Monday, February 8, 2016


-                             Synesthesia: The transfer of a meaning from a certain sense, to another sense. “With your deep ravines and your sour summits…” Antonio Machado
-                             Allegory: The global transformation of meaning, so that it expresses a general idea, through a procedure similar to metaphor: “To that unfathomed, boundless sea,/ The silent grave! / Thither all earthly pomp and boast / Roll, to be swallowed up and lost / In one dark wave. / Thither the mighty torrents stray, / Thither the brook pursues its way, / And tinkling rill,/ There all are equal; side by side / The poor man and the son of pride / Lie calm and still.” Jorge Manrique
-                             Synecdoche: The transformation of meaning by using a part meant to represent the whole, or the other way around. “His terrible whiskers flitted round me in silent criticism.” Joseph Conrad (the whickers refer to the man’s whole face, or even his entire body or person). “The petticoat at home, and on the streets, / and in the fields, the pants.” B. Pérez Galdós (that is to say, the woman stays at home, while the man goes on the street, or works in the field).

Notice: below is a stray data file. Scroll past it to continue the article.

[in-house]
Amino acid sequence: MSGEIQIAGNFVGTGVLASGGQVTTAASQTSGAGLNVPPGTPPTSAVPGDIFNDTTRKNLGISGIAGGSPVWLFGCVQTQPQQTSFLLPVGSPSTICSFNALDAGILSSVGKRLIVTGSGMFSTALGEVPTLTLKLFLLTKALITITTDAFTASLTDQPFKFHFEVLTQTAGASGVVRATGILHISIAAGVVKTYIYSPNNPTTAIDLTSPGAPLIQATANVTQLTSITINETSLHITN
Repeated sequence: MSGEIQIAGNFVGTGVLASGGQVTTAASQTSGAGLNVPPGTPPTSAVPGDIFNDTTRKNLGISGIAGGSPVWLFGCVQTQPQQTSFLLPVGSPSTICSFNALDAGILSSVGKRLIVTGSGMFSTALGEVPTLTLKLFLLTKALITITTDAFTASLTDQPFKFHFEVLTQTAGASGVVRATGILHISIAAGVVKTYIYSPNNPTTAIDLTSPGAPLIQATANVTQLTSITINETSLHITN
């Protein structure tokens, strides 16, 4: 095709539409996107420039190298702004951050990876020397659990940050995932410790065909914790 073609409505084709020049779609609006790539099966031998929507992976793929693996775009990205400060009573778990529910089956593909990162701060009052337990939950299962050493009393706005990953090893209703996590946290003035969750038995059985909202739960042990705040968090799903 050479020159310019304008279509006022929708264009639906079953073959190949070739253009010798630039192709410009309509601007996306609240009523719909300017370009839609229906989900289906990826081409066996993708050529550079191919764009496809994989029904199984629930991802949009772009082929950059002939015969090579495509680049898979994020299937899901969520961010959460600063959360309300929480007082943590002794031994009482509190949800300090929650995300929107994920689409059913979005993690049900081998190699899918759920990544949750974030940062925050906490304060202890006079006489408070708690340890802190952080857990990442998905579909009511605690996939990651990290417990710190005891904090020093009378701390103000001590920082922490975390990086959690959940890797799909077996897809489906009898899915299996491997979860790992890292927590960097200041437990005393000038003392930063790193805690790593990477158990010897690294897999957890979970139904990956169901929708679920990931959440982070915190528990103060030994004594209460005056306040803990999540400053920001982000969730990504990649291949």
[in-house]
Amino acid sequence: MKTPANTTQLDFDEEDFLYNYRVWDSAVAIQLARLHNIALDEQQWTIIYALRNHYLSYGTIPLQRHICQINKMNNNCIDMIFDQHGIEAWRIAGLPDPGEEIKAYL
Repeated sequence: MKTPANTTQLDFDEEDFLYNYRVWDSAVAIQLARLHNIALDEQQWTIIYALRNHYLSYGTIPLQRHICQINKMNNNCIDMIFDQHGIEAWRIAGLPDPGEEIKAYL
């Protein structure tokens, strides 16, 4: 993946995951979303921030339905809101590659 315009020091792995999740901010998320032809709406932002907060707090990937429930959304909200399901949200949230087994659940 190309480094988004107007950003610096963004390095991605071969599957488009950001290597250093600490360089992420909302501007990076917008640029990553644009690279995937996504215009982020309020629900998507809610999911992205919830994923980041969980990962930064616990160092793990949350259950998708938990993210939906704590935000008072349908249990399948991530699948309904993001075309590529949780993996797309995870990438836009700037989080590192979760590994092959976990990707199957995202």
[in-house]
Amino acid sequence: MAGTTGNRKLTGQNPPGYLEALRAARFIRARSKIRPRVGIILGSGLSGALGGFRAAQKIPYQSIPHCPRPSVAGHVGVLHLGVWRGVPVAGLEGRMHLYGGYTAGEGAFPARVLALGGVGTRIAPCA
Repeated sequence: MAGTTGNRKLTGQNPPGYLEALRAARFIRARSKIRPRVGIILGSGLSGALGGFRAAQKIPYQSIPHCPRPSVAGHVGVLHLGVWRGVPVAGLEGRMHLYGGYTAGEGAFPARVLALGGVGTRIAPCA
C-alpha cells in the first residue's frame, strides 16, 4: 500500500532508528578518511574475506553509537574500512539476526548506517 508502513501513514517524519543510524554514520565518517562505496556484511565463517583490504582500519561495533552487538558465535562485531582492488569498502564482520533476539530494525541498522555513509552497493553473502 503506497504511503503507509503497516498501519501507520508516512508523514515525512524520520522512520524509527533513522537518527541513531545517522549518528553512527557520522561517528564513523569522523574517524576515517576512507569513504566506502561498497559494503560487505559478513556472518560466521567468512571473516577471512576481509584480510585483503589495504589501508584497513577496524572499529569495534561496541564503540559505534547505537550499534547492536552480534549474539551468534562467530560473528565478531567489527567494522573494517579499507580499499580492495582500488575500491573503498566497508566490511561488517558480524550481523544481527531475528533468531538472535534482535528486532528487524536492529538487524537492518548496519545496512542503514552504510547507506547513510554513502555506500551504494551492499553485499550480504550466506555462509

-                             Metonymy: The transformation of meaning by using an imaginary concept as a substitute for the real one, when there is a strong connection in meaning between the two. “You have no heart.” (In this example, the word “heart” is used instead of “feelings”.)

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